The Magickal ARTS

July, 2014

The art of Dance (Part 2) – Universal Choreography
In the last post, I related to you my first experience with energy and movement and the places it took me. We also discussed that when we dance, we are embracing the flow of energy as a kinesthetic quality. We engage the breath inhaling the prana of life and exhale out offering up our consciousness to ecstasy and joy.

As workers of magick we are continually moving energy around and redefining the space in which we are working. Mundanely, we also are continually moving and displacing energy as we go about our daily activities. This is the universal choreography that we all share as a place of common ground.
One of the best examples of this is found in the dance company, Pilobolus Dance Theater. Their entire conceptualization of dance is based on movement through space and laming use of human bodies to craft out visual patterns and form. The transitions from one “snapshot” of geometry to the next are of no less impact with each movement etching its way through the energy and space surrounding and with each offered with intention and fixed goal. Sounds something like the workings of great magic, doesn’t it?
I could write volumes about the effect of movement on our magical and spiritual work, but the best way to come to your own conclusions is to simply get moving. This means experiencing the efforts of your creation as flow and dynamics. This also means, practicing this skill so that it becomes second nature to you and you begin to internalize and see in your mind’s eye the patterns you are creating by your movements. When this type of connection between the kinesthetic and the intention is made, your spiritual work will be enriched by tapping into the streams of choreographic flow that have been established as inroads to manifesting and realizing your desired goals.
For this month’s exercise the focus is on creative movement. It doesn’t matter whether you consider yourself a dancer, think you have rhythm or are self-conscious. Everyone can move! The goal here is to imagine the lines of energy and their movement through the surrounding space as you reach, stretch and more.
Find a place where you can move freely and won’t be disturbed. Start by simply moving without any background sound or music as support. As you move imagine streams of energy coming from your finger-tips. Imagine that each finger is a brush, painting the backdrop of surrounding space as you move your hands.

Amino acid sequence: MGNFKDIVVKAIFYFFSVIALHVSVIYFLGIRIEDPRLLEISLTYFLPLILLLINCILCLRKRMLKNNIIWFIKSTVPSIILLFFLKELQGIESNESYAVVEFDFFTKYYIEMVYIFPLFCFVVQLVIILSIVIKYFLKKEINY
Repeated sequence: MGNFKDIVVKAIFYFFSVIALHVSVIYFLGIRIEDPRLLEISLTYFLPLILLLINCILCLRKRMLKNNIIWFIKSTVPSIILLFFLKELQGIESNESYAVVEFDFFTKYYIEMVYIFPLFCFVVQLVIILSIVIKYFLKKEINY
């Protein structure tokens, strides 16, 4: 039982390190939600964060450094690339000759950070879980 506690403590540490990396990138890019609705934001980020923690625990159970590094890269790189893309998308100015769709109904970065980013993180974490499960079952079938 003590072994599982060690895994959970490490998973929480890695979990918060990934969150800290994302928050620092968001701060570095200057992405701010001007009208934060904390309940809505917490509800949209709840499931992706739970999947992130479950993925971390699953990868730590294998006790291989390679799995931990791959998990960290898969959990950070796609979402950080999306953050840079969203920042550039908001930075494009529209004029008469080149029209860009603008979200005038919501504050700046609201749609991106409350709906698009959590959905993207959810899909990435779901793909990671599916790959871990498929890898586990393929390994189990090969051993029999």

Now, imagine that your feet are also painting patterns of movement as you take a step here or there. If you feel balanced try gently lifting your foot off the ground, scribing circles or other shapes and patterns. As you continue in this way, extend this action of painting the surroundings into other parts of your body. Your head traces its own lines; elbows and knees others, torso yet still another.
Continue in this way until you feel the connection of the whole of your body, the pattern and flow of movement created and the energetic choreography you are co-creating.
Next Post: The Visual Appeal

Artist Lori Karels

November, 2011

Lori was born July 8th, 1960 in Saint Paul Minnesota. She is a free-lance self-employed artist working out of her home studio in Andover Minnesota. She has been selling her artwork in Galleries and shops since 1982 and to collectors throughout the world with a large following in the UK, Spain and Australia. Lori is a self-taught artist working mostly in acrylics and watercolors.
You can find Lori’s work in numerous formats, from prints to greeting cards, mousepads, mugs, cross stitch patterns, stamps and patches.
Lori’s official Web site is where you can find information about purchasing her originals or contact her for commissions as well as links to many of the other businesses that carry her work.
Her main passion is fantasy art, mostly goddesses, fairies, mermaids, dragons, witches and unicorns. She plans to become a more widely published fantasy artist as she signs with several license companies to bring her unique style to an even larger audience. And has recently signed with ‘Wholesale Fantasy art’.

The Crafty Writer

August, 2010


Reborn Baby Dolls